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Thompson Center experts find Autism screening tool effective

When a family, doctor or teacher suspects a child has autism, they look to diagnostic experts to determine the diagnosis.

However, waiting for a diagnostic appointment can be agonizing – and long. Across the U.S., the average wait time for a diagnostic appointment for autism is 13 months. One solution for speeding up the process of diagnosing children with autism accurately is the use of highly effective screening tools. These tools, if effective, can identify children who are most likely to have an autism diagnosis onto shorter diagnostic waitlists, while those identified as having a lower risk of autism can be funneled into different clinics for more appropriate services, such as for learning disabilities or other disorders.

Now, experts at the Thompson Center for Autism & Neurodevelopmental Disorders have researched the effectiveness of one such autism screening tool, called Cognoa, and found that it is effective in

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Dr. Stephen Kanne, executive director of the Thompson Center.

identifying children who are at higher risk for having autism.

In a study published in Autism Research, Dr. Stephen Kanne, executive director of the Thompson Center and an internationally recognized expert in autism diagnosis, found that the Cognoa tool maintains an equal level of sensitivity, or ability to detect a risk for autism, as other respected screening tools. However, he also found that Cognoa also has a much higher level of specificity than other screening tools. This means that the tool is better at identifying those children who do not have autism.

“The combination of Cognoa’s ability to accurately identify high autism risk while doing a better job of not falsely identifying children who are not at risk makes it a valuable tool,” Kanne said. “Being able to more accurately pick out those who truly do have a higher risk for autism makes Cognoa a valuable tool for parents and teachers who don’t necessarily have diagnostic expertise.”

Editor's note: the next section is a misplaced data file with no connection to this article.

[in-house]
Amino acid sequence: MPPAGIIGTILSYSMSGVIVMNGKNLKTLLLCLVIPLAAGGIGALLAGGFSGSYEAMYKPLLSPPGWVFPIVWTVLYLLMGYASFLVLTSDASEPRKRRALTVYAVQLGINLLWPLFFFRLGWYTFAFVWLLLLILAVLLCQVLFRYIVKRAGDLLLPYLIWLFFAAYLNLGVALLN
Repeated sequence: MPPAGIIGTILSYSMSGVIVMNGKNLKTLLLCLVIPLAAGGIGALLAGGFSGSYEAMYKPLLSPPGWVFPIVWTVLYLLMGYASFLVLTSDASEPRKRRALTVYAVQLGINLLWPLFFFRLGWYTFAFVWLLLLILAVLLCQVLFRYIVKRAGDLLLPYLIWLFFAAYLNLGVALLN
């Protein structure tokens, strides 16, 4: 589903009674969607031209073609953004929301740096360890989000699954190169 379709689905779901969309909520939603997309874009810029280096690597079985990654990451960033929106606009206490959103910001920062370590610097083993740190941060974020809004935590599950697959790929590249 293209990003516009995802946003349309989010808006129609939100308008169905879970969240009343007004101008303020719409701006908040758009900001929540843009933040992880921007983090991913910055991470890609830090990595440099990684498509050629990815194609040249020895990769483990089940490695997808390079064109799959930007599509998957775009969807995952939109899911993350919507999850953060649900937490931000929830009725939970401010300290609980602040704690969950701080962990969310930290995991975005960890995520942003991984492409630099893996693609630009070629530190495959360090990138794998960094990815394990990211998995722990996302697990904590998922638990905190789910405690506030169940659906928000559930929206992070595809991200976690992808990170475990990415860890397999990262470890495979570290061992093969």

Cognoa is a smartphone app which allows parents to upload videos of their children responding to predetermined prompts, as well as completing a questionnaire.

The app sends the uploaded videos to a group of technicians trained to look for behaviors and symptoms of autism and assign each a numerical code. This data is combined with the parent’s responses to the questionnaire, producing the child’s score. The higher score the score, the higher the risk the child has for autism.

For the study, Kanne tested Cognoa’s ability to accurately screen for children with a high-risk of autism through a complex machine-learning algorithm, which produces a score indicating the likelihood that the child has autism.

After first having completed the Cognoa screening process, a group of children ages 18 months to 6 years who were on the Thompson Center’s autism diagnostic clinic waitlist participated in the study during a weeklong “blitz” of diagnostic appointments.

With clinicians unaware of the Cognoa score from the screening, all 225 children were then given the ADOS-2, which is the gold-standard autism diagnostic test, by diagnostic experts.

The results of the study were promising: Cognoa accurately identified children with a risk for autism 71 percent of the time.

“I believe the app’s use of video as well as questionnaires is what allows it to be so specific,” Kanne said. “Putting tools such as this one in the hands of parents not only can speed up the time it takes to diagnose children and get them the services they need, but also it empowers families to be a part of the solution themselves.”